The anniversary of the initial permit request to build the Keystone XL pipeline is imminent. Cindy Schild, Senior Manager, with American Petroleum Institute’s Refining and Oil Sands Programs, has been working on the project since the beginning.

"September 19, back in 2008, so this is going to be six years and, you know, this, by all measures is a project, a pipeline that can increase our energy, security, national security, economic security--We've been talking about the merit of this pipeline now for six years," Schild said.

Groups that oppose Keystone XL say the pipeline could put some water tables at risk in the event of a leak. There are also concerns about the increase of carbon in the atmosphere.

Sheild says the evidence is clear and that the government has spent a lot of time attempting to make one simple decision.

"The sole question before the State Department, before our president, is whether the Keystone XL pipeline is in our nation's best interest. When you look at the evidence, the evidence that shows from the environmental impact standpoint that there are no significant environmental impacts, when you look at the economic benefits, this should've been a no-brainer."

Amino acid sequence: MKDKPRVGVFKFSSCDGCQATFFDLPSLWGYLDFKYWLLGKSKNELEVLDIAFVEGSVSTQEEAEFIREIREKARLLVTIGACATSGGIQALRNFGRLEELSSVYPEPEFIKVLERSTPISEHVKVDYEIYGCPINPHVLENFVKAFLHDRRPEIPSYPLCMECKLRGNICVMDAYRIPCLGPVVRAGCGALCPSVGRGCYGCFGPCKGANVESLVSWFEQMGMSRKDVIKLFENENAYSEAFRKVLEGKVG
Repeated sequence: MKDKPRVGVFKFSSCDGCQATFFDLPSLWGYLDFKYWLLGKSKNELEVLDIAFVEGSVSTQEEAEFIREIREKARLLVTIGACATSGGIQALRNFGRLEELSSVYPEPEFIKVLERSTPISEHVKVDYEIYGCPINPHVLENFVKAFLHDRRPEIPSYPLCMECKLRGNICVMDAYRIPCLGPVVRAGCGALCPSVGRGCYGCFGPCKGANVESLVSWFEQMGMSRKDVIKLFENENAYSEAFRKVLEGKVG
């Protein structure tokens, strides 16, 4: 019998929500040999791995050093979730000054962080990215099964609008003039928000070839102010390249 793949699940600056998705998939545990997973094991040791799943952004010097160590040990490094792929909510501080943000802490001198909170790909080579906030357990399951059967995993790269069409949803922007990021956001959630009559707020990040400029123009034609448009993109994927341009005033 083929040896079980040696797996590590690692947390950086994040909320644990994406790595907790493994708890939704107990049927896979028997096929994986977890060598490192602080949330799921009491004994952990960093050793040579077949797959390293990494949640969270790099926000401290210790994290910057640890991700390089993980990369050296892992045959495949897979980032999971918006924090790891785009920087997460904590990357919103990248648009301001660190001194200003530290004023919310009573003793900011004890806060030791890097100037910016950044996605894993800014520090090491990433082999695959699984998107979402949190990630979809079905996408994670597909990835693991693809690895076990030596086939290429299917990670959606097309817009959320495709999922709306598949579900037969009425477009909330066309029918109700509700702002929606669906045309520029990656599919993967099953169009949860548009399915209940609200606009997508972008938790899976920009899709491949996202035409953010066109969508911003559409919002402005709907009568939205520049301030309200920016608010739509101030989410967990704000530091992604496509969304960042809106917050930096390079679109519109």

Some pundits have postulated that approval of the Keystone XL pipeline might be an October surprise from the Obama Administration to help improve the chances of Democrats hoping to maintain control of the U.S. Senate.  So far, though, there has been no public indication the pipeline will be approved anytime soon.